By Michael Rau
December 3, 2007
Have you been following the writer's strike out West in the "Land of Dreams"?
If you're like most folks, you're probably aware that it's going on, but also probably haven't perceived much impact from it yet.
You will, if you're at all a fan of scripted television or movies.
Late night talk shows had to go into reruns immediately because there was no one to write the jokes. Some episodic series had a few scripts in the can, but most will have to shut down production soon. Movies, which require writers to tweak scripts while in production, will be put on hold.
So why are you reading about this in your friendly neighborhood technology column? I'm glad you asked. Stay with me here.
As reported last week in Time Magazine, one of the more curious efforts to develop in relationship to the walkout is that of a group of strikers high profile members of the Writer's Guild of America who along with a group of A-list actors, have produced dozens of short black-and-white public service announcements intended to creatively present their side of the issues which caused them to strike.
The actors including Holly Hunter, Sean Penn, Laura Linney, Demi Moore, Martin Sheen, Julia Louis-Dreyfus, Jenna Elfman, Patricia Clarkson, Andre Benjamin, Ed Asner, David Schwimmer and the cast of "Ugly Betty," along with the writers and those who helped with the production, have created a funny and poignant series of short films, 15 seconds to four minutes in length, that make very powerful statements.
And not surprisingly, their chosen method for delivering these productions is none other than the Internet which is at the root of the cause of their strike.
See the Writer's Guild short films at speechlesswithoutwriters.com.
This is really important. It speaks to who ultimately controls artistic and intellectual properties, and how it's distributed.
Historically, the major studios and music companies which have evolved into today's mega media corporations were a necessity to facilitate the mass distribution of popular media. The amount of capital required to produce and distribute movies, television programming, music and even periodicals, necessitated these huge ventures.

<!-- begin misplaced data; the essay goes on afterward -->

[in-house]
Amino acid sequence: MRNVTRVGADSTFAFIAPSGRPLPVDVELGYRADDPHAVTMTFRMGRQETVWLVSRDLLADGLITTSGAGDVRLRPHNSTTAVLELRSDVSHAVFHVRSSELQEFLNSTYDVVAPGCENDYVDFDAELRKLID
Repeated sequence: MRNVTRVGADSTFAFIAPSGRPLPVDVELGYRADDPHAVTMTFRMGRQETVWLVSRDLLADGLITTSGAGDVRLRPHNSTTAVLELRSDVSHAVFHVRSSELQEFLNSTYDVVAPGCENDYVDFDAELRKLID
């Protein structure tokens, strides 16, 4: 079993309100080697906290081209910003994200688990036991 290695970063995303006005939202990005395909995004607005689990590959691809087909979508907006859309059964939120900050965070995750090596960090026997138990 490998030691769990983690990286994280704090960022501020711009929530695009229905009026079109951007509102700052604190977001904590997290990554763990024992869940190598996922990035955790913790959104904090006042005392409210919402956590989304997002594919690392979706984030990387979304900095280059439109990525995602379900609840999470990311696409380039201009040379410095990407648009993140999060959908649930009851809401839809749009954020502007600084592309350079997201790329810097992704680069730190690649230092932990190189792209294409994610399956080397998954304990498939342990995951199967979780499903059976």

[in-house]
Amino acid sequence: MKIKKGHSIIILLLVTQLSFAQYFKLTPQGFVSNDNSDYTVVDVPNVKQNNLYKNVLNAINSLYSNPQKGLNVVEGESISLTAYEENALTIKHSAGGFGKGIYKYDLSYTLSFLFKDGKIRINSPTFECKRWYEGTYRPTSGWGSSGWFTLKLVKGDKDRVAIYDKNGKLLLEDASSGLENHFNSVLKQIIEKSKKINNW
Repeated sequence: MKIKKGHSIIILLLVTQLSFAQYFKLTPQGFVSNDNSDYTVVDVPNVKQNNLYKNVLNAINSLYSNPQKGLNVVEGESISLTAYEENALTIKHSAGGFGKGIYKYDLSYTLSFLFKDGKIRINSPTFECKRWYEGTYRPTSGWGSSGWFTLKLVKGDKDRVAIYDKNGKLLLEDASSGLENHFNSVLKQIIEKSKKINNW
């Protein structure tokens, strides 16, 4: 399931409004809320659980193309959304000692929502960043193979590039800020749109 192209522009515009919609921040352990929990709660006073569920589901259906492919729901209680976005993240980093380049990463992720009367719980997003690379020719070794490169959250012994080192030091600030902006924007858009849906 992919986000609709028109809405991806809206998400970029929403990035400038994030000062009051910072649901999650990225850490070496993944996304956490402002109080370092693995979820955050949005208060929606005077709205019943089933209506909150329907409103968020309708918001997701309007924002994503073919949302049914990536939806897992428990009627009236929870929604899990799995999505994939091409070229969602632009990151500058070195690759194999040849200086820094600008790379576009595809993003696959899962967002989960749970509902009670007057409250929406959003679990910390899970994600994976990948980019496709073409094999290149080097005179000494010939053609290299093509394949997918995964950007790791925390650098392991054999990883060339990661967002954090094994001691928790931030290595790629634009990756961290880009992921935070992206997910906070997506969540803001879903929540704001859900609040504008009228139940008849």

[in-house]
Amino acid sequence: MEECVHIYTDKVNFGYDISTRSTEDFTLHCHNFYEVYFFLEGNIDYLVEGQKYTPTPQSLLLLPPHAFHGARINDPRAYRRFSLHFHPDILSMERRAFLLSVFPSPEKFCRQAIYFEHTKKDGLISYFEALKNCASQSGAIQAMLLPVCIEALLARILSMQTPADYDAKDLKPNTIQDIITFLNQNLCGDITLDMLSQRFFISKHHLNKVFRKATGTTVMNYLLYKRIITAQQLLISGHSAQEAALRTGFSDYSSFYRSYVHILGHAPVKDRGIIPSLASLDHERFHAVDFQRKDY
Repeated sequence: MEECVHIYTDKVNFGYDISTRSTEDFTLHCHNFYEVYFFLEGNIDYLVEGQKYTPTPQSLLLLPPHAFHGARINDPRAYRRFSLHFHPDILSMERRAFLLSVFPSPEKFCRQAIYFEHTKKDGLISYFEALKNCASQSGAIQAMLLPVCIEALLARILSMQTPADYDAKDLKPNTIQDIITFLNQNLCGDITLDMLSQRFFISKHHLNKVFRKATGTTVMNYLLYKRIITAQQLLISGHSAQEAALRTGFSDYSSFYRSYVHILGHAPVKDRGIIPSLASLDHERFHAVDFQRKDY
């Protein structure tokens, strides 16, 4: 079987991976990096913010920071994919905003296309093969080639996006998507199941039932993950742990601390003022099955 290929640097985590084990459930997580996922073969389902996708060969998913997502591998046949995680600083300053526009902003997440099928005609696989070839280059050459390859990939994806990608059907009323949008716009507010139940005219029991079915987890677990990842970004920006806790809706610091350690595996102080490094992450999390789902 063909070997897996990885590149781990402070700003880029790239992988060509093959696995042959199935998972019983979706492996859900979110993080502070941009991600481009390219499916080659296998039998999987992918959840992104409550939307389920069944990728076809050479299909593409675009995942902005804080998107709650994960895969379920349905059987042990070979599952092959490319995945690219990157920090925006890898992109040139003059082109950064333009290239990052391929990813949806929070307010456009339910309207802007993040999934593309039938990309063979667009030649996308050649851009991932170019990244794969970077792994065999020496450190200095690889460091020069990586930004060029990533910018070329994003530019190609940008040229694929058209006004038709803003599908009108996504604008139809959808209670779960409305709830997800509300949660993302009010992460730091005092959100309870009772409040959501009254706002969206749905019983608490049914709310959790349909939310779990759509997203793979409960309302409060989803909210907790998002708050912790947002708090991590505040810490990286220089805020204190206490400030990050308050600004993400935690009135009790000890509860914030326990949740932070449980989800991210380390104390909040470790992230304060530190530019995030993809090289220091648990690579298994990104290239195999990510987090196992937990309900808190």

Technology is changing everything, allowing for high-quality production and distribution methods for all forms of media at a fraction of the cost.
How this can work is readily demonstrated by the Writer's Guild project described above.
Another great example is how the band "Radiohead," long respected in alternative music circles, but not so much by the mainstream music industry, chose to distribute their latest album directly over the Internet, thus completely bypassing the conventional music distribution goliaths. They even went so far as to let consumers pay what they thought it was worth.
So just how does this relate to you, the average consumer?
Like this: The ability for artists and creators to deliver their product to you directly, bypassing the old orthodox media companies, will eventually lead to a complete sea change in the entertainment industry.
Systems that allow you to download video and music via the Internet and play it through your home entertainment system already exist. Although this methodology is obviously much more evolved for music than video so far, the Apple TV appliance is one example.
Some of that programming may still come from large studios, but some may come from completely unconventional, independent production outfits.
In this case, the Internet is the great equalizer. It's the distribution network that renders the mega media companies unnecessary.
Ironically, it's the fact that the big media companies have resisted sharing revenue from the portion of their programming now being distributed over the Internet that's led to the strike. This in turn is demonstrating the declining relevance of these companies in terms of the entertainment business.
The one area where they may have an advantage is in feature motion pictures. Distribution of movies to theaters is in a transitional stage right now. Most are still using reels of film, which require the resources to dub and distribute the prints up front. But that too is changing. Soon, movies will be distributed in a digital form.
So the only question left to answer is whether or not the big media companies will evolve with the times, or stick to their outmoded formulas, thus ensuring a continued gravitation by the artistic community away from their domineering influence.
And how will broadcast companies, such as cable-TV and satellite providers, prepare for this future? They hate the idea of a-la-carte programming, but unless they're willing to reach out to independent producers and artists, they'll miss the boat and rapidly become as irrelevant as the other big media companies.
The future is now, and the participants in the writer's strike are ably demonstrating how technology can engender populism.
Michael Rau is a mass-communications consultant in Virginia Beach. To send feedback or view past columns, go to http://dailypress.asoundidea.com.
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